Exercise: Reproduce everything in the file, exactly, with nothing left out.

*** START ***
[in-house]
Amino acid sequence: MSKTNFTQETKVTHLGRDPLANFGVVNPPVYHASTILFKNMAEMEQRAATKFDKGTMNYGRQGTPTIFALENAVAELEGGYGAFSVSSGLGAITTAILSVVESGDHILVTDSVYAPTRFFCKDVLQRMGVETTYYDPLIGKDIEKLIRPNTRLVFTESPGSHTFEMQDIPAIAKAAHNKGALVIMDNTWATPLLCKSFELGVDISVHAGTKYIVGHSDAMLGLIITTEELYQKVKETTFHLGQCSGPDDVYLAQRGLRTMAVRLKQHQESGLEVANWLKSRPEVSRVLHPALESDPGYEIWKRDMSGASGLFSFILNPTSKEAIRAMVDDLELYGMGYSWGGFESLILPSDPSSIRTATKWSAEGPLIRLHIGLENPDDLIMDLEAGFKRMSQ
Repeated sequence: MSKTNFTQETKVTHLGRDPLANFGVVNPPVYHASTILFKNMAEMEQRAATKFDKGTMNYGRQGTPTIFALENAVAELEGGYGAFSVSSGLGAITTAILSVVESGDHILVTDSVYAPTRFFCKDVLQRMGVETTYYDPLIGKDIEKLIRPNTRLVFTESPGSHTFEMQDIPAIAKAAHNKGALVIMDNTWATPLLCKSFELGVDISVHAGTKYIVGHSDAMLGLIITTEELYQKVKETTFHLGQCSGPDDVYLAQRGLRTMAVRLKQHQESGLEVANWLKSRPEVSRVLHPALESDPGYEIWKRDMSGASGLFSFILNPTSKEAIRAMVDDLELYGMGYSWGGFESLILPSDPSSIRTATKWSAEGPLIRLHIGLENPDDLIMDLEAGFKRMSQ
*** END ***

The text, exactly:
[in-house]
Amino acid sequence: MSKTNFTQETKVTHLGRDPLANFGVVNPPVYHASTILFKNMAEMEQRAATKFDKGTMNYGRQGTPTIFALENAVAELEGGYGAFSVSSGLGAITTAILSVVESGDHILVTDSVYAPTRFFCKDVLQRMGVETTYYDPLIGKDIEKLIRPNTRLVFTESPGSHTFEMQDIPAIAKAAHNKGALVIMDNTWATPLLCKSFELGVDISVHAGTKYIVGHSDAMLGLIITTEELYQKVKETTFHLGQCSGPDDVYLAQRGLRTMAVRLKQHQESGLEVANWLKSRPEVSRVLHPALESDPGYEIWKRDMSGASGLFSFILNPTSKEAIRAMVDDLELYGMGYSWGGFESLILPSDPSSIRTATKWSAEGPLIRLHIGLENPDDLIMDLEAGFKRMSQ
Repeated sequence: MSKTNFTQETKVTHLGRDPLANFGVVNPPVYHASTILFKNMAEMEQRAATKFDKGTMNYGRQGTPTIFALENAVAELEGGYGAFSVSSGLGAITTAILSVVESGDHILVTDSVYAPTRFFCKDVLQRMGVETTYYDPLIGKDIEKLIRPNTRLVFTESPGSHTFEMQDIPAIAKAAHNKGALVIMDNTWATPLLCKSFELGVDISVHAGTKYIVGHSDAMLGLIITTEELYQKVKETTFHLGQCSGPDDVYLAQRGLRTMAVRLKQHQESGLEVANWLKSRPEVSRVLHPALESDPGYEIWKRDMSGASGLFSFILNPTSKEAIRAMVDDLELYGMGYSWGGFESLILPSDPSSIRTATKWSAEGPLIRLHIGLENPDDLIMDLEAGFKRMSQ